The lectures are hybrid - you can watch online or in person, or later (they stay up online) and include:

The Spanish Culture of Charles I's Court, Simon Thurley FSA, Provost of Gresham College
In 1623, Charles I (as heir to the throne) made a secret and hazardous trip to Madrid to win the hand of a Spanish princess. For eight months he was the guest of the Spanish king, Philip IV, living in the Alcazar of Madrid. The opportunities to study art, architecture and court ceremonial made a profound impact on the 23-year-old Charles, and it influenced his own taste when two years later he inherited the thrones of England and Scotland.

Date: 15 September, 2021 - 6pm
Location: Museum of London, Online or Watch Later
More information https://www.gresham.ac.uk/lecture…


Going Global: James I and the Wider World, Anna Whitelock
From the mid-16th century, the Break with Rome, and latterly Queen Elizabeth’s war with Spain, had left England isolated, but with James VI’s accession and peace with Spain, all was to change. King James was determined to have a decisive role in European politics and the reunification of Christendom, and English trade moved beyond Europe to new international markets.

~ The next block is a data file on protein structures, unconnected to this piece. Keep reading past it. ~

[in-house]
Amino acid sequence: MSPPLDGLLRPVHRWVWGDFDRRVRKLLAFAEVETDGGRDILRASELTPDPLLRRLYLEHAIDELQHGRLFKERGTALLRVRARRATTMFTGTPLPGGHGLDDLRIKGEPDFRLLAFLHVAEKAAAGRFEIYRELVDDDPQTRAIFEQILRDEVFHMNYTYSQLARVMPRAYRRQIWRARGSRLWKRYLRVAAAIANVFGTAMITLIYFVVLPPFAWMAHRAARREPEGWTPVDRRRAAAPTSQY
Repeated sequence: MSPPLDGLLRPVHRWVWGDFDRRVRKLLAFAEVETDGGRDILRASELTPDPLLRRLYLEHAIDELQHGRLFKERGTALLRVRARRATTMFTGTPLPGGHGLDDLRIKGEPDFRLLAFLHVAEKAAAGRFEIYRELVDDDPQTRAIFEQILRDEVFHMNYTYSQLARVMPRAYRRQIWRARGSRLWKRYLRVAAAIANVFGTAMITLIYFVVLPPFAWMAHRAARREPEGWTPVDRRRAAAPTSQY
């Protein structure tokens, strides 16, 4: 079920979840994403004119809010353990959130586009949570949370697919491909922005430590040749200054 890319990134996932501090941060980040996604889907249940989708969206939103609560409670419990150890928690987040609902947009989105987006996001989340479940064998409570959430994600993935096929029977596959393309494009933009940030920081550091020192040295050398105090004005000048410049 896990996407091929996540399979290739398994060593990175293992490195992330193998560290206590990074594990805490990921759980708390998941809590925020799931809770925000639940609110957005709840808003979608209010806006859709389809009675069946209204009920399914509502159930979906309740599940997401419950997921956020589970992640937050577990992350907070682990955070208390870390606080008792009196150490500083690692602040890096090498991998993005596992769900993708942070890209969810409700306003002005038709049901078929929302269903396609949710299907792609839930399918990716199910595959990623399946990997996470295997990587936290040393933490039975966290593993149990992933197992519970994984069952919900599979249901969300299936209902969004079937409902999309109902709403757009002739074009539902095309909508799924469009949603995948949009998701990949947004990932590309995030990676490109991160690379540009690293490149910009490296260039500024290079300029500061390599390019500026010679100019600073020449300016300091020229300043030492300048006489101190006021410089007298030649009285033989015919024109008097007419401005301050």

The inhabitants of ‘Britain’ became some of the most well-travelled people of the age whose interests and religious loyalties were increasingly aligned with protestants in Europe.

Date: 25 January 2022, 1pm
Location: Barnard's Inn Hall, Online or Watch Later
More information https://www.gresham.ac.uk/lecture…


Life in a Revolutionary Decade in Britain, Anna Keay
This lecture explores the immense changes of the period through the personal experiences of prominent figures. It argues that, despite the failure of the republican project and the Restoration of the Monarchy in 1660, the decade forged the British Isles and created the conditions for the commercial and colonial prosperity of the centuries that followed.

Date: 3 March 2022, 1pm